Friday, July 27, 2012

Toby Manhire on the new Listener and that exclusive print interview with Anne Perry, formerly known as Juliet Hulme.

A fascinating interview by the brilliant Diana Wichtel leads the new Listener.
In a print exclusive, she talks to Anne Perry, formerly known as Juliet Hulme.

Here’s a taste:

Hulme did five years in Mt Eden Prison, then departed for England and reunited with her always-elsewhere parents. She took the surname of her stepfather and worked jobs from nanny to stewardess. Eventually, she found a measure of fame and fortune as the person now speaking with charmingly old-school precision down the line from her converted barn in Portmahomack, Scotland.
Yet Juliet Hulme keeps materialising, like an obliquely acknowledged hologram, vanishing before you can get a fix on her. It does your head in. It’s hard to imagine what it does to hers. “When the film came out, that was indescribably awful,” she tells me. “But I choose to look forward rather than to look back and to make the best of it. Not the film. I don’t want anything to do with it. Because that was a work of fiction.”
When she says, “I would rather have kept my privacy, I think”, you understand her hesitation. “In a sense I have nothing to hide any more. The worst has happened, so to speak. You don’t think, ‘I’m going to get to know this person and they’re going to like me and then they are going to find out this and it’s all going to fall into bits.’”

Now she’s being further outed in a biography, The Search for Anne Perry, by New Zealand academic and biographer Joanne Drayton. “Now I think I don’t have to explain myself,” Perry says optimistically. “They probably know more about me than I do.”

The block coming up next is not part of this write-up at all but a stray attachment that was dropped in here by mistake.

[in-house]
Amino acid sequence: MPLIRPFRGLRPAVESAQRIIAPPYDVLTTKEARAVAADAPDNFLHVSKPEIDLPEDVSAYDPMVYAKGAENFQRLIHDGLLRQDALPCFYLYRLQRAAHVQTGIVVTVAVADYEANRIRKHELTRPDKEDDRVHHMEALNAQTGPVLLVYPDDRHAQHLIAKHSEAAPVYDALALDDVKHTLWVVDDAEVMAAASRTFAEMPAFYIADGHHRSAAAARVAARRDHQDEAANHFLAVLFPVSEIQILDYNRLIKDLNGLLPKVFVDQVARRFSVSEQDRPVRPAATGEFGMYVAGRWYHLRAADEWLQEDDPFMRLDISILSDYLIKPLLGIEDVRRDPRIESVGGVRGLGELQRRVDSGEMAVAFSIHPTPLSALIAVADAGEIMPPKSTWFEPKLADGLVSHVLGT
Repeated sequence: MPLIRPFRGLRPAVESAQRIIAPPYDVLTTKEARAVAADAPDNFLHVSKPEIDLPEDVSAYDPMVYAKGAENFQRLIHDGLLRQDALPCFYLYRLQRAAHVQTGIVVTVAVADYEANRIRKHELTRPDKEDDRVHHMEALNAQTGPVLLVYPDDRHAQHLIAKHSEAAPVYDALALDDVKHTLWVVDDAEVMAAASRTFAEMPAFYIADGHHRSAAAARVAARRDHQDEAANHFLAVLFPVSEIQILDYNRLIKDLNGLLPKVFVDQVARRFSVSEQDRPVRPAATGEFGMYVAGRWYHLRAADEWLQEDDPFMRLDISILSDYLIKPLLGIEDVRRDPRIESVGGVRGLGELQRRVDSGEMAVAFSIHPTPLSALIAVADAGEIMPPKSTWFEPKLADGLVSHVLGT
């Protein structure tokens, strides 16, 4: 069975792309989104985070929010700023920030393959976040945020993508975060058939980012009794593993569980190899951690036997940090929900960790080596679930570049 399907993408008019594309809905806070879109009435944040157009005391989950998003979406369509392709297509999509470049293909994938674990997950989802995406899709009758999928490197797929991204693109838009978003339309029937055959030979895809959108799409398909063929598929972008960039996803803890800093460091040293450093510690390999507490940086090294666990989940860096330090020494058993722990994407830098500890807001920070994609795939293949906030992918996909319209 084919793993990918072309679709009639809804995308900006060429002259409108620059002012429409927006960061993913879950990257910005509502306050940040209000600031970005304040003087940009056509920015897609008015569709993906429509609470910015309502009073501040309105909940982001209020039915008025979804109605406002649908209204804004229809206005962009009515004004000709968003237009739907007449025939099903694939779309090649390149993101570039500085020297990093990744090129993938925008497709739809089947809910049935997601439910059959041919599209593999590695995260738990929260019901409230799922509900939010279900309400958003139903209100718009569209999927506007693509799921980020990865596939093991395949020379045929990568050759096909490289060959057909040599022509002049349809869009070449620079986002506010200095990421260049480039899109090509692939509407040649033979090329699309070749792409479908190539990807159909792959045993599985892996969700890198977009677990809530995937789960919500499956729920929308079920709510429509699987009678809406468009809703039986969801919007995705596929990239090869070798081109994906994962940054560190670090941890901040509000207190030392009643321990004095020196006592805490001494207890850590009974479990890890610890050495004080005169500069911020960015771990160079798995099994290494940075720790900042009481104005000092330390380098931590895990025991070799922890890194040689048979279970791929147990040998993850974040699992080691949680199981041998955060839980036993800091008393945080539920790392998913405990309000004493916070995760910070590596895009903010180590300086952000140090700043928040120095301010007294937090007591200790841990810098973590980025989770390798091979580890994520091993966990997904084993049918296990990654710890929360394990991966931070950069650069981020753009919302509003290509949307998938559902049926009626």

Of course, the explaining never ends. There’s a now-familiar series of mantras, what Dana Linkiewicz, maker of the sad, haunted Perry documentary Interiors, has described as the “sentences she needs to cling onto to manage her life”.
Perry tackles her past with a hopefulness that carries an undertow of anguish. “I’ve depended on the kindness of strangers,” she says, unafraid of invoking Tennessee Williams’s tragic, deluded Blanche DuBois, “and I’ve very seldom ever been let down.” Well, when things went haywire she was only a child. “Yes, I think more people understand now that at that age your brain isn’t really in gear … Added to which I’d been out of circulation for a couple of years and that does make a difference to how you see things.”

Also in the new edition:
• Two minutes with George Henare.
• Rebecca Macfie on New Zealand’s water wars.
• David Cohen on Kiwiblogger and pollster David Farrar.
• Sally Blundell on Jacqueline Fahey.
• Books from Witi Ihimaera, PA O’Reilly, Carrie Tiffany and Antony Beevor, plus Bernard Carpinter’s roundup of crime novels and thrillers.
• Plus in music, singers Madeleine and Anna Pierard, The Valkyrie, Lawrence Arabia, Fiona Apple; in theatre, Awatea; and in curtural curmudgeonliness, Hamish Keith.
• And all the columns and cartoons and crosswords and recipes and what have you.

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